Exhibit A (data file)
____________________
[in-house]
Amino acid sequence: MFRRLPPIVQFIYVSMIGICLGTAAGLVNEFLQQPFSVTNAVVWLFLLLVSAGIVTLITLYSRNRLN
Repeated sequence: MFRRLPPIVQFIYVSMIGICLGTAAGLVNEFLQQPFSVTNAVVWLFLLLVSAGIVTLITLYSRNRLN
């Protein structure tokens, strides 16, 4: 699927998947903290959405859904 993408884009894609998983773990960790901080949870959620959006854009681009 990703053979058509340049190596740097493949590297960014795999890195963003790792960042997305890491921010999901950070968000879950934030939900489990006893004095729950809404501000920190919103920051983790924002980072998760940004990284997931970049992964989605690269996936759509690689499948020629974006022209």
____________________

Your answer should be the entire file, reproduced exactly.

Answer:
[in-house]
Amino acid sequence: MFRRLPPIVQFIYVSMIGICLGTAAGLVNEFLQQPFSVTNAVVWLFLLLVSAGIVTLITLYSRNRLN
Repeated sequence: MFRRLPPIVQFIYVSMIGICLGTAAGLVNEFLQQPFSVTNAVVWLFLLLVSAGIVTLITLYSRNRLN
């Protein structure tokens, strides 16, 4: 699927998947903290959405859904 993408884009894609998983773990960790901080949870959620959006854009681009 990703053979058509340049190596740097493949590297960014795999890195963003790792960042997305890491921010999901950070968000879950934030939900489990006893004095729950809404501000920190919103920051983790924002980072998760940004990284997931970049992964989605690269996936759509690689499948020629974006022209």